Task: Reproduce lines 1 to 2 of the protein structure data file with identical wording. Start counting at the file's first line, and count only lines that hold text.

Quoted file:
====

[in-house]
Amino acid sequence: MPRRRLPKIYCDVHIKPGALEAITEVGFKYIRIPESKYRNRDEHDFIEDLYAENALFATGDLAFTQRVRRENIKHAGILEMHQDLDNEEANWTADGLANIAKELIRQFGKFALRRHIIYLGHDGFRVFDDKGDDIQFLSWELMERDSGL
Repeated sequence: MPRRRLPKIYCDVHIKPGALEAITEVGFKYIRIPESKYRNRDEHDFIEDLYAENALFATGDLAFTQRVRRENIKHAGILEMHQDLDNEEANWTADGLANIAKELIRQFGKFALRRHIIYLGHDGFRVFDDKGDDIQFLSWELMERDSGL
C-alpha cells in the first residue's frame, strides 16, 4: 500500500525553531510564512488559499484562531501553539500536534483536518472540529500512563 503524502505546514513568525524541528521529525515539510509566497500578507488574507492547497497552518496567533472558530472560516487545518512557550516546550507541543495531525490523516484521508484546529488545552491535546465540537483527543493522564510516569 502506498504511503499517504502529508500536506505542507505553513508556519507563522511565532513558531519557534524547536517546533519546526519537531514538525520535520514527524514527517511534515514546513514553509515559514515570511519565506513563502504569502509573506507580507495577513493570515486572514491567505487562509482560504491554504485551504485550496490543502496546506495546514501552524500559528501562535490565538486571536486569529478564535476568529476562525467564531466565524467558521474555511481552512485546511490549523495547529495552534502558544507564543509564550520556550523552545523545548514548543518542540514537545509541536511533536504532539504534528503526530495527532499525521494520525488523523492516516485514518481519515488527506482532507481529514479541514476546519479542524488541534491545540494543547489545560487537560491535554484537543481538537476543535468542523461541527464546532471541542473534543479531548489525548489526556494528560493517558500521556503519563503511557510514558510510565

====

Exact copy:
[in-house]
Amino acid sequence: MPRRRLPKIYCDVHIKPGALEAITEVGFKYIRIPESKYRNRDEHDFIEDLYAENALFATGDLAFTQRVRRENIKHAGILEMHQDLDNEEANWTADGLANIAKELIRQFGKFALRRHIIYLGHDGFRVFDDKGDDIQFLSWELMERDSGL